Psalms Vol 1 (Teach The Text Commentary Series)(Hardcover)C Hassell Bullock
Move seamlessly from the meaning of the text to its effective communication.
The Teach the Text Commentary Series gives you the best of biblical scholarship and presents the information needed to move seamlessly from the meaning of the text to its effective communication. By providing focused commentary on each psalm, this volume allows you to quickly grasp the most important information. Each unit of the commentary includes the big idea and key themes of the passage; sections dedicated to understanding, teaching, and illustrating the text; and full-colour illustrations, maps, and photos.
Throughout the centuries, the Psalms have held a beloved place in Judaism and Christianity, and in the lives of individual believers. They express in profound ways the thoughts and emotions of the soul, from the highest experiences of joy and praise to the lowest valleys of lament. C. Hassell Bullock has been deeply shaped by the Psalms, and this commentary is born from a lifetime of loving study--as a Christian, a professor, and a pastor. He brings all three perspectives to bear, skilfully leading the reader through each psalm, with attention to genre, structure, theology, and practical application. Here is wise guidance for preachers and teachers who wish to bring the timeless messages of the Psalms to today's believers.
"Few commentaries help the reader move beyond study to thoughtful application, and fewer still move beyond application to teaching. That's why I am thrilled with the Teach the Text Commentary Series from Baker. Pastors and teachers are going to love this series. I highly recommend it."--George H. Guthrie, Benjamin W. Perry Professor of Bible, Union University, Jackson, TN
"Pastors, communicators, and fellow Bible teachers, shove some books over and make room on your shelves. The Teach the Text Commentary Series was specifically envisioned with us in the lens and emphasizes precisely what matters most: communicating the heart of the authoritative text itself. Here is the best of biblical scholarship made accessible, applicable, and relevant to life right here on the hot pavement where we need it most."--Beth Moore, author and teacher
"Most commentaries are either too technical or too light to be of much help, leaving us to wander through the text on our own. Accurately balanced between good scholarship and solid preaching perspectives, these commentaries provide an unusually deep and relevant approach to the text. If you take preaching and teaching the Word seriously you must take this series seriously as well. "--Joe Stowell, President, Cornerstone University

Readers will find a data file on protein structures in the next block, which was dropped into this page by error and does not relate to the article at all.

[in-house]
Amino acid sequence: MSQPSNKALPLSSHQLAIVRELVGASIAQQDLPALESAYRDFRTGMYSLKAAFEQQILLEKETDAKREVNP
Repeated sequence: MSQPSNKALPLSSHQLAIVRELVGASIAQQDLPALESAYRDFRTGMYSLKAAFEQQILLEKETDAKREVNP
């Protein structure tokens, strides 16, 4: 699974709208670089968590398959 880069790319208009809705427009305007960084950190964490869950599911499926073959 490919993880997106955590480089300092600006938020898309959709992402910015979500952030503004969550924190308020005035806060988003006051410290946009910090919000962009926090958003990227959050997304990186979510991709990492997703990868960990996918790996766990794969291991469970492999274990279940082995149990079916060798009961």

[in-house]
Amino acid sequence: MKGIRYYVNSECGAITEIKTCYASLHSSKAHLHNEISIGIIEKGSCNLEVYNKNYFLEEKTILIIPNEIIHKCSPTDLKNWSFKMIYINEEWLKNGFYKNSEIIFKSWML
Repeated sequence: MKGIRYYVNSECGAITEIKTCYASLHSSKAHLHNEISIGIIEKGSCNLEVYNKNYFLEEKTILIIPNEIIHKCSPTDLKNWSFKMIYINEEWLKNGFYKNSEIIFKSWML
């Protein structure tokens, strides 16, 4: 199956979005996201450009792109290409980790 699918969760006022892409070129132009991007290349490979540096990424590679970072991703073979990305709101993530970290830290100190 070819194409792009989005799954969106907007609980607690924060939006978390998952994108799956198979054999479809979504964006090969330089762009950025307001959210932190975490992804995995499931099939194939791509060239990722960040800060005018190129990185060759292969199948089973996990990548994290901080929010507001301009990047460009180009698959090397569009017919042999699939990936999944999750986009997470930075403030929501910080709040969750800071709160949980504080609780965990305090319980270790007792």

"I love Bible commentaries. But, some are too much; some are too little. The Teach the Text Commentary Series lands right in the middle--the best of scholarship in a manageable size for busy pastors and teachers."--Leith Anderson, President, National Association of Evangelicals, and Pastor Emeritus, Wooddale Church, Eden Prairie, MN
About the Author
C. Hassell Bullock (PhD, Hebrew Union College) is Franklin S. Dyrness Professor Emeritus of Biblical Studies at Wheaton College. He is the author of An Introduction to the Old Testament Poetic Books and Encountering the Book of Psalms.
ByC Hassell Bullock
Size178 x 234 mm
Number of Pages608 pp
PublisherBaker Book House
The Name of the Book
The Hebrew title of the book of Psalms is
Tehillim (“praises”), encapsulating praise as
one of the central features of the book. We
get our English title from the Greek trans-
lation of the book, Psalmoi; the singular,
psalmos, is the translation of the Hebrew
word mizmor, found in many
of the psalm titles. The New
Testament knows the book
by this title (Luke 20:42; Acts
1:20). The Greek translation
in the manuscript Alexan-
drinus (fifth century AD)
titles the book Psalterion,
a term that occurs several
times in the book and means
“stringed instrument.” From
this term comes the often-
used English name Psalter.
The Nature of the Book
The book of Psalms is an
anthology written and col-
lected over several centuries.
The earliest named composer is Moses (Ps.
90), and David is the most frequent con-
tributor to the book, with seventy-three
psalms attributed or dedicated to him.